DescriptionRichard Wagner Autograph Note Signed on a Printed Circular with a Second Signature. Four pages, 9.25" x 13", in German, Bayreuth, Bavaria, August 30, 1873. German Romantic composer Richard Wagner felt that for the proper performance of his music, a specially designed theatre would need to be constructed. For the location for his Festspielhaus, Wagner chose the Bavarian town of Bayreuth. To fund the project, Wagner Societies were created in which members would purchase seats for future performances in the new theatre. By 1873, the project was behind schedule and funds were lacking. In an effort to inspire passion for the project, Wagner issued this circular inviting patrons to visit Bayreuth.
This particular exemplar, titled "An die Patrone der Bühnenfestspiele zu Bayreuth" and signed by Wagner at the conclusion, was sent to Mr. Gemahlin, chairman of the Hamburg Wagner Society, and includes an autograph note to Gemahlin and second signature from the composer providing instructions for its distribution. It reads, in full and in translation: "Sir and friend! For the Wagner Society in Hamburg, I let the proper quantity for copies of this communication remain final. For the members of the Wagner Society, I ask that you leave your worthy address (Fontenay 1) and now take the necessary orders for the distribution of the same. I cannot help, as well. With my expressed concerns, I ask you to amicably remember that, in October, we certainly expect to fulfill their promises so encouragingly. With respectful greetings to you and your dear wife. [signed] Richard Wagner."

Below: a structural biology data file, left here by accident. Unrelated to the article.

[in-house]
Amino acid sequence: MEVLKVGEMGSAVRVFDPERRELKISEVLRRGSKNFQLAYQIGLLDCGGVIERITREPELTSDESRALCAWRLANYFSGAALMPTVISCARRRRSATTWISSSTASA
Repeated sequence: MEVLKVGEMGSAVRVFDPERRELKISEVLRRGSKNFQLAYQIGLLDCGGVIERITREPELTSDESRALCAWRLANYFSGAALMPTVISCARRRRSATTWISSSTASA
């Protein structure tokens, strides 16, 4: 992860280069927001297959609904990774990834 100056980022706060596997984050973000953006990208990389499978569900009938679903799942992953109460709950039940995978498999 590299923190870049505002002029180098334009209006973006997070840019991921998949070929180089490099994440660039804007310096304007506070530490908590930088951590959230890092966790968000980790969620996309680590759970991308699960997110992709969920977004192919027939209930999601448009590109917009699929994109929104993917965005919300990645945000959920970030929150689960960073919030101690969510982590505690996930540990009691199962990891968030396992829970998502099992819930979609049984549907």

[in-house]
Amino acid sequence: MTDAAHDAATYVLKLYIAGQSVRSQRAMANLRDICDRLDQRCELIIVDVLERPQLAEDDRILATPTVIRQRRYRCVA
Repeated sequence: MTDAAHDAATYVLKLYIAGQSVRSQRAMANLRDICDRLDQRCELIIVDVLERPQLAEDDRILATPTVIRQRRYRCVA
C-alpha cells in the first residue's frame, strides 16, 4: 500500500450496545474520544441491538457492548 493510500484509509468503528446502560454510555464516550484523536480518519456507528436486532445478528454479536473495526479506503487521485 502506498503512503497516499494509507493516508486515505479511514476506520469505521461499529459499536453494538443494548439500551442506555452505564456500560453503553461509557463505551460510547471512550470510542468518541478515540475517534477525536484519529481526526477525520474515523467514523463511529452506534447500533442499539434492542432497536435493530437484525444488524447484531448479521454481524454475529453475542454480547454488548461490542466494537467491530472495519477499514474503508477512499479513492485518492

In the end, the funds for the subscription service were not enough. The project was saved, however, by a generous donation from an admirer of Wagner's, King Ludwig II of Bavaria. The Festspielhaus was opened in 1876 with complete performances of Wagner's epic Ring cycle.
This document was purchased in 1969 from Dutch pianist and composer, Dr. Paul van Katwijk (1885-1974). Dr. van Katwijk, once a student of Carl Oberstadt, Robert and Clara Schumann, and Leopold Godowsky, immigrated to the United States in 1912 and settled in Dallas as the head of the piano department at Southern Methodist University. He later served as the conductor of the De Moines Symphony Orchestra, Dallas Municipal Orchestra, and the Dallas Symphony Orchestra. From the collection of John Carroll Collins.
Condition: Smoothed folds. The document is mat burned along the upper, lower, and right edges.
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